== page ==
So in honor of Bordeaux I am going to write about and list some thoughts on California and their older wineries…How’s that!?!

As Karen MacNeil’s nicely researched ‘The Wine Bible’ (I totally recommend) puts it…

By the turn of the 20th century nearly 300 grape varieties were being grown in California, providing for its nearly 800 wineries. Worldwide recognition looked pending, especially after helping solve the Pheloxera disease crisis in France by using American rootstock saving the Bordeaux vineyards.

Yes! That actually happened.

But then suddenly on January 16, 1919... the 18th Amendment ushered in the beginning of Prohibition.

The rest is history until California came roaring back in the late sixties and seventies.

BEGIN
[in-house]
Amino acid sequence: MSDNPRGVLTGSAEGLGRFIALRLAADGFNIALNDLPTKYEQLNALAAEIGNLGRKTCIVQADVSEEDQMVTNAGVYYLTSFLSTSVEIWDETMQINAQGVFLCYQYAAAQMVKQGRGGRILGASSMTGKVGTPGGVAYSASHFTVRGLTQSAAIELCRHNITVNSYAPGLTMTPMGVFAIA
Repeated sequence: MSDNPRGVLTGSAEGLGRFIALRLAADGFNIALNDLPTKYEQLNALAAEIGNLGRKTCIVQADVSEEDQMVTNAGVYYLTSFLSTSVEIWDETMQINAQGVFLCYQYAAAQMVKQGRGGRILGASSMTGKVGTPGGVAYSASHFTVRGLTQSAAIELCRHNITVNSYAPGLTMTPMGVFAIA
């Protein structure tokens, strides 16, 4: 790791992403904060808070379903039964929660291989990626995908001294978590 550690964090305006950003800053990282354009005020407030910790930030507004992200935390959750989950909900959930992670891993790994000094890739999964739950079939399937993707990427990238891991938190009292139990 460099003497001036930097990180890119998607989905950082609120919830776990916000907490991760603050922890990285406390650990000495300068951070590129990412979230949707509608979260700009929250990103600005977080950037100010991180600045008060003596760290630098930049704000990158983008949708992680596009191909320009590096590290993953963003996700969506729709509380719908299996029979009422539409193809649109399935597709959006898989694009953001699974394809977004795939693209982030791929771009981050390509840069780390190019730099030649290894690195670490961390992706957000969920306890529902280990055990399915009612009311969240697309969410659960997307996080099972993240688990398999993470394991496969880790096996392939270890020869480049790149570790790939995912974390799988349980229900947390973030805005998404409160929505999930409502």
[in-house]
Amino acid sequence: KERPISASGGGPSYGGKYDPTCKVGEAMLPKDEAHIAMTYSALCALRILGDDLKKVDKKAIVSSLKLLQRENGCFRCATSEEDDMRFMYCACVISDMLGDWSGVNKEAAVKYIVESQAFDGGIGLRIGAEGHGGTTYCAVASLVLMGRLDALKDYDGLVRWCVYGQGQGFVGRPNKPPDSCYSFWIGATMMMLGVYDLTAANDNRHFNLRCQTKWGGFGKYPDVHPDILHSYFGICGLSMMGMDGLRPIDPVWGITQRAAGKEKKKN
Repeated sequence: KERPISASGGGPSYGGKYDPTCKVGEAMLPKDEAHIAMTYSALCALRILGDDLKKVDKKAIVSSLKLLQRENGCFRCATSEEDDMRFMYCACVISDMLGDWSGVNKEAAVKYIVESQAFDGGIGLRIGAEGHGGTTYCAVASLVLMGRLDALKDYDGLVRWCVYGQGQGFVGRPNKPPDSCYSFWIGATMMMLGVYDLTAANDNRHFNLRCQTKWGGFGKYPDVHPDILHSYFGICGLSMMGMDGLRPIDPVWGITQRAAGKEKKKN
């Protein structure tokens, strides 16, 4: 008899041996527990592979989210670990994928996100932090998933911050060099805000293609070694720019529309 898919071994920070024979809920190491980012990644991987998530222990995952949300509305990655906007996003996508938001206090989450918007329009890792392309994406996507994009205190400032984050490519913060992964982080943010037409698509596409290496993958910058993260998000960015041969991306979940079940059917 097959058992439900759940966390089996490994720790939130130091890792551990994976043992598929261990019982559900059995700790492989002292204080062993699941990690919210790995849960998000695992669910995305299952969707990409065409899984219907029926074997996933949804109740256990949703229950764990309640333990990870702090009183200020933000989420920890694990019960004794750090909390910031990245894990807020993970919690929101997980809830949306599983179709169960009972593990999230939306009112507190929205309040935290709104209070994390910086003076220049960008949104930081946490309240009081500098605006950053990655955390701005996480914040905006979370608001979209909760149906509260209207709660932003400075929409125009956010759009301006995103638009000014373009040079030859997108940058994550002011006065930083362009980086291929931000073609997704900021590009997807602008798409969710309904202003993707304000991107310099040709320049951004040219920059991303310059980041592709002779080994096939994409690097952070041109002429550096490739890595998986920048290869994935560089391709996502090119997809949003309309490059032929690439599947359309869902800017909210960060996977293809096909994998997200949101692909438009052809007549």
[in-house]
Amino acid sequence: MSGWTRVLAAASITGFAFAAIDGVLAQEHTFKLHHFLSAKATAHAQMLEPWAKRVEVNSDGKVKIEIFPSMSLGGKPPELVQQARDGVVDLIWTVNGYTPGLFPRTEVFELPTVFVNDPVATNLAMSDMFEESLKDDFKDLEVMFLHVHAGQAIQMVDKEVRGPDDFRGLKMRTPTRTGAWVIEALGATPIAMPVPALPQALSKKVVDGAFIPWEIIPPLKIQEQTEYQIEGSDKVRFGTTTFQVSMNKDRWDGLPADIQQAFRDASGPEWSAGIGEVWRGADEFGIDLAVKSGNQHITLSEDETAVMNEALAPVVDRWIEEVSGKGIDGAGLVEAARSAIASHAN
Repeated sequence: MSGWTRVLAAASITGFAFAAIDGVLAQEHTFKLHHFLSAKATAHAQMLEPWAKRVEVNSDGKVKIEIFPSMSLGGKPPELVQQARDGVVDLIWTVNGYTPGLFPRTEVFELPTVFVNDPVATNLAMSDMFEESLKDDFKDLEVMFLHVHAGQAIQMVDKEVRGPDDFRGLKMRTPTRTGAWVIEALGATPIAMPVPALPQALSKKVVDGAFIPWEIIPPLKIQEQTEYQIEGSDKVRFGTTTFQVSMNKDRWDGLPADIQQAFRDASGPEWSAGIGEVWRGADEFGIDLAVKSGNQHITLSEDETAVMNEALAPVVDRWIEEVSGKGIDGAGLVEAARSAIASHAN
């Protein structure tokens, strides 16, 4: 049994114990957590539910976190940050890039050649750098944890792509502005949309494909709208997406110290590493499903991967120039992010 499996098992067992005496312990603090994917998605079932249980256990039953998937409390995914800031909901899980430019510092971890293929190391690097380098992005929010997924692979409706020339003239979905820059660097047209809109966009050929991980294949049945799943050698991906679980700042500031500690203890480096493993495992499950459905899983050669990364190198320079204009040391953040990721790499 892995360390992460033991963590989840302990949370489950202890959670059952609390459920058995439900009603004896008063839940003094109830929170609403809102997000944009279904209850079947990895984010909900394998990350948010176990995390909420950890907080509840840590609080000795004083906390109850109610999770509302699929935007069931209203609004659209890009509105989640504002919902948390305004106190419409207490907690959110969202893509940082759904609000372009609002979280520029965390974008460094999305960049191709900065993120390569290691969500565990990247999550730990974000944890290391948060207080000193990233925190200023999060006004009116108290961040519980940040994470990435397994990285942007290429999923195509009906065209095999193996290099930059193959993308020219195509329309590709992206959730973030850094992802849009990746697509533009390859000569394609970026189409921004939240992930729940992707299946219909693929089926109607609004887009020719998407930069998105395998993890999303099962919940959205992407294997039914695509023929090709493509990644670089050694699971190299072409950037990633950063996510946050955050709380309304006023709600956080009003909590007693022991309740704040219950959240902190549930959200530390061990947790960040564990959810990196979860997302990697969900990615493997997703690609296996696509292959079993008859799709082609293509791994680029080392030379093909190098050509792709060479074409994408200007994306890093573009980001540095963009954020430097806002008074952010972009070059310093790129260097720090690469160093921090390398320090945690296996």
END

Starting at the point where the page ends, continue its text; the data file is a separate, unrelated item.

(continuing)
Let’s review some of the classic California Wineries, wines and oldest vines.

In the late 1800’a and early 1900’s…During this period some of California's oldest wineries were founded including :

Buena Vista Winery, Gundlach Bundschu, Inglenook Winery, Markham Vineyards and Schramsberg Vineyards. – Great pedigree with abundant value…and then some

 In a way, these wineries should be looked upon, here are some tid-bits.
So here’s a nice list of 100 year old wineries….

• Beaulieu Vineyards –Founded in 1900, a great place to visit too

• Beringer – Famous Rhine House completed in 1884; I'd like to add, as part of their line the Knights Valley Cabernet provides such a great consistent value 

• Charles Krug – Founded in 1861 by Charles Krug, owned by Peter Mondavi

• Chateau Montelena – Established in 1882 by Alfred Tubbs.

• Inglenook – This Chateau dates back to 1879

• Nichelini – Founded in 1890 and the same family owns it today